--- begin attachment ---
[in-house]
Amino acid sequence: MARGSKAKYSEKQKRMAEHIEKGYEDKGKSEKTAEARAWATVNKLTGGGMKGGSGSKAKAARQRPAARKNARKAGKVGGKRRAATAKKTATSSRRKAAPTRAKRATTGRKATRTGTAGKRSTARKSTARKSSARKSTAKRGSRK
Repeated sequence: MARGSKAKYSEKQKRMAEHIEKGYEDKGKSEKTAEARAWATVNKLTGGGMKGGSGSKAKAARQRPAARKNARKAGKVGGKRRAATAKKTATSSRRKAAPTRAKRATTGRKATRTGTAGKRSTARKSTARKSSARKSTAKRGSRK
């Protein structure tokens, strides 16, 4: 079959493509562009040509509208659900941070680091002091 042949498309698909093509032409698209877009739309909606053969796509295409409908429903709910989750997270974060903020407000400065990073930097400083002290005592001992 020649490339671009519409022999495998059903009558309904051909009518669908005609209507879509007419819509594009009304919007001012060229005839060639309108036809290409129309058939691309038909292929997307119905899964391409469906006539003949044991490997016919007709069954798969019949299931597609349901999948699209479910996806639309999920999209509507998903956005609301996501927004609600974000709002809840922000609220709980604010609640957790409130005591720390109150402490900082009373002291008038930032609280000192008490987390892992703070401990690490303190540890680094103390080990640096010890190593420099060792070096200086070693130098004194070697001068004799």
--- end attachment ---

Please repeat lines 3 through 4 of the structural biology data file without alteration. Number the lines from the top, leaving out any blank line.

Repeated sequence: MARGSKAKYSEKQKRMAEHIEKGYEDKGKSEKTAEARAWATVNKLTGGGMKGGSGSKAKAARQRPAARKNARKAGKVGGKRRAATAKKTATSSRRKAAPTRAKRATTGRKATRTGTAGKRSTARKSTARKSSARKSTAKRGSRK
């Protein structure tokens, strides 16, 4: 079959493509562009040509509208659900941070680091002091 042949498309698909093509032409698209877009739309909606053969796509295409409908429903709910989750997270974060903020407000400065990073930097400083002290005592001992 020649490339671009519409022999495998059903009558309904051909009518669908005609209507879509007419819509594009009304919007001012060229005839060639309108036809290409129309058939691309038909292929997307119905899964391409469906006539003949044991490997016919007709069954798969019949299931597609349901999948699209479910996806639309999920999209509507998903956005609301996501927004609600974000709002809840922000609220709980604010609640957790409130005591720390109150402490900082009373002291008038930032609280000192008490987390892992703070401990690490303190540890680094103390080990640096010890190593420099060792070096200086070693130098004194070697001068004799």